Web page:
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The IWW - its History, Structure and Methods

By Vincent St. John - Edited, with Forward and Epilogue, by Mark Damron, 2001; Originally Published by IWW PUBLISHING BUREAU in CHICAGO, 1917

In the fall of 1904 eight men began to secretly plan a radical new direction for the American Labor Movement.

These men were planning for a new era of solidarity and strength for the American workingmen. They felt that the only hope of the working class was a new labor organization, one not in awe of capitalism, or cowed by government regulations and interference. It was with the hope that they might succeed in forming such an organization that these first eight invited 36 of the leaders of radical labor to Chicago to attend a secret conference to lay the groundwork for a new union.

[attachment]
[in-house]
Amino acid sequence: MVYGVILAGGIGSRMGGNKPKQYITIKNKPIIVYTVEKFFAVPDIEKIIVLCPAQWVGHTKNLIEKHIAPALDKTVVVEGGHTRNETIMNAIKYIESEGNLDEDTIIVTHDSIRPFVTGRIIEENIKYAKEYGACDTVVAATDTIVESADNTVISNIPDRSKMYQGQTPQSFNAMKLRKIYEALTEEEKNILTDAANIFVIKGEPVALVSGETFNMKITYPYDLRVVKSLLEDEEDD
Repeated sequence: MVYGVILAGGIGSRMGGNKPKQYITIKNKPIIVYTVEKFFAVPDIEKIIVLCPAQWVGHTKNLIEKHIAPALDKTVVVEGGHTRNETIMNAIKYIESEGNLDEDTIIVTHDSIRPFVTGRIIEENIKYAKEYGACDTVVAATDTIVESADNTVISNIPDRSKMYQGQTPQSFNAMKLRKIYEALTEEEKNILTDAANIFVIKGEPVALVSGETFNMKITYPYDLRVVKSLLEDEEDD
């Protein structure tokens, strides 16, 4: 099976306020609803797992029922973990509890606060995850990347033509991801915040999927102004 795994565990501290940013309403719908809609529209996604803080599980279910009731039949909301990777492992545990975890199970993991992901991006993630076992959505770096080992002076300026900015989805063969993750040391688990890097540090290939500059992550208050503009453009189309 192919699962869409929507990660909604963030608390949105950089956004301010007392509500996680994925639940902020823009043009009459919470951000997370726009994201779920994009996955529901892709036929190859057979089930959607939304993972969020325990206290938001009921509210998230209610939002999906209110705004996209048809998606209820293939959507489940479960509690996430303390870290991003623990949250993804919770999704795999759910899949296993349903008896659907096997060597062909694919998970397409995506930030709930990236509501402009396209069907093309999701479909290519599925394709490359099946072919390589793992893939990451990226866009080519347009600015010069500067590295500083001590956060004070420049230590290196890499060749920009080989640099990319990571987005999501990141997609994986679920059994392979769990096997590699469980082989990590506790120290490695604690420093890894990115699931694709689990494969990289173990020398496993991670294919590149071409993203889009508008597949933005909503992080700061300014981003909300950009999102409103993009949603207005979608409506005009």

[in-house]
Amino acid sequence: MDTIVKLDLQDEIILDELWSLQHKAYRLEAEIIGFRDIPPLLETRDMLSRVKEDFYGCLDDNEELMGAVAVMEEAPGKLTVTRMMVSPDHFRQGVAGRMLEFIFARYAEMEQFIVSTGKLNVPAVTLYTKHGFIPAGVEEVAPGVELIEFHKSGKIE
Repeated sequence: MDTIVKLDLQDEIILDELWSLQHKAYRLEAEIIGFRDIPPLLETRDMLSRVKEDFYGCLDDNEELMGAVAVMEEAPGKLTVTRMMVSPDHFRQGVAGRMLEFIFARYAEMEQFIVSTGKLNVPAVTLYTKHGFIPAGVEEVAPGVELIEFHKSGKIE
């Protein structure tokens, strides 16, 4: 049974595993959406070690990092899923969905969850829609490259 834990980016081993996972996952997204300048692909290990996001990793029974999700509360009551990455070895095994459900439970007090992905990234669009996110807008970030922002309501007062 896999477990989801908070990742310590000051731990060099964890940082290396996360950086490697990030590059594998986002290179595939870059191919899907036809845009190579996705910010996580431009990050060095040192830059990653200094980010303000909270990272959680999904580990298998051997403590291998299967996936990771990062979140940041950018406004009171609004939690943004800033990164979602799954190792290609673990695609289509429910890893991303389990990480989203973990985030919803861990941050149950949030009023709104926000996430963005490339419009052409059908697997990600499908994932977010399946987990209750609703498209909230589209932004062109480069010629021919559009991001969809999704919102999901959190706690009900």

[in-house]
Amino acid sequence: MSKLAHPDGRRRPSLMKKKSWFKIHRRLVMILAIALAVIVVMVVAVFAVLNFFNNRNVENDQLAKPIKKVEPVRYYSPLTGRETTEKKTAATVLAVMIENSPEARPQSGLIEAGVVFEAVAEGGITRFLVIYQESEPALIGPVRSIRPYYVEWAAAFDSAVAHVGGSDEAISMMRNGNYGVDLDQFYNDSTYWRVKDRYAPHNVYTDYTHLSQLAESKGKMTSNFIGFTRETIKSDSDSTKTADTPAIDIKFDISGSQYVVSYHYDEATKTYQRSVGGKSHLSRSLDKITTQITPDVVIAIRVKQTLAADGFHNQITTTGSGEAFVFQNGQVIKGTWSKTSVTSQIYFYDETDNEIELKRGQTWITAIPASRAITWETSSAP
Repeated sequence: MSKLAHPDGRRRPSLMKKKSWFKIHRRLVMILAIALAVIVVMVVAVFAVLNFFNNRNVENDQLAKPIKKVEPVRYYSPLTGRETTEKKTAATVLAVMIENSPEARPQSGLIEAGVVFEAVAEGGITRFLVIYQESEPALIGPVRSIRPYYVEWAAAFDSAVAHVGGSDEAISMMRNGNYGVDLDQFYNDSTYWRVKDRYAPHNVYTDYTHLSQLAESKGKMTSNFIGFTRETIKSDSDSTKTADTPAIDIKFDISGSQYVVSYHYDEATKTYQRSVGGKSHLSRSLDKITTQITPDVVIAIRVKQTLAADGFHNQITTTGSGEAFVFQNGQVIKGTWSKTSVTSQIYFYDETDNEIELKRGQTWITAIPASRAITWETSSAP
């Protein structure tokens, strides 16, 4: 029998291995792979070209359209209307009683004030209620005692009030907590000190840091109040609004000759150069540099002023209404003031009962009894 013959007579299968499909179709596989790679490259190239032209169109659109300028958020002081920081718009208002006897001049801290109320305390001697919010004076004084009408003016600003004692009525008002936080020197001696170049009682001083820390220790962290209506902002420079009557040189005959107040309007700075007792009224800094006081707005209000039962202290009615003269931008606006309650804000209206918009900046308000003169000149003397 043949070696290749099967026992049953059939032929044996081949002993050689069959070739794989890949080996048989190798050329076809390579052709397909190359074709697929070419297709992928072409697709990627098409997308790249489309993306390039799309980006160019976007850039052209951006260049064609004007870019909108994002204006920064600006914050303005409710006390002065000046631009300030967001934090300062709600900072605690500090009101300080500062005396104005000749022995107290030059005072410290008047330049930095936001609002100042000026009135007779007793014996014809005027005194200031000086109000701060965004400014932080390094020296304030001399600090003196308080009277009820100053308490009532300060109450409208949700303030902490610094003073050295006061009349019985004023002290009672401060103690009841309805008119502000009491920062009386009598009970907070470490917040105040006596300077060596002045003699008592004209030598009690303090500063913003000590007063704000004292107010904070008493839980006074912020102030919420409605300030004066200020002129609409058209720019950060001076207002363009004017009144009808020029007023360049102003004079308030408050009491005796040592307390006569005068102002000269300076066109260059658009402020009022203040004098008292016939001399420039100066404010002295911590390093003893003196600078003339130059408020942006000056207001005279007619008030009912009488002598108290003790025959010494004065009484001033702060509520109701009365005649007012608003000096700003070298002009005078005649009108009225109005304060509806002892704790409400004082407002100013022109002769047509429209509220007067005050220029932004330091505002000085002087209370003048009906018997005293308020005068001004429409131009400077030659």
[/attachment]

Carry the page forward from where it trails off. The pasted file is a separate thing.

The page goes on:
The invitations read:

Asserting our confidence in the ability of the working class, if correctly organized on both political and industrial lines, to take possession of and operate successfully the industries of the country . . .
We invite you to meet us at Chicago, Monday, January 2, 1905, in secret conference to discuss way and means of uniting the working people of America on correct revolutionary principles, regardless of any labor organization of the past or present, and only restricted by such basic principles as will insure its integrity as a real protector of the interests of the working class.

With these few actions the Industrial Workers of the World was born.

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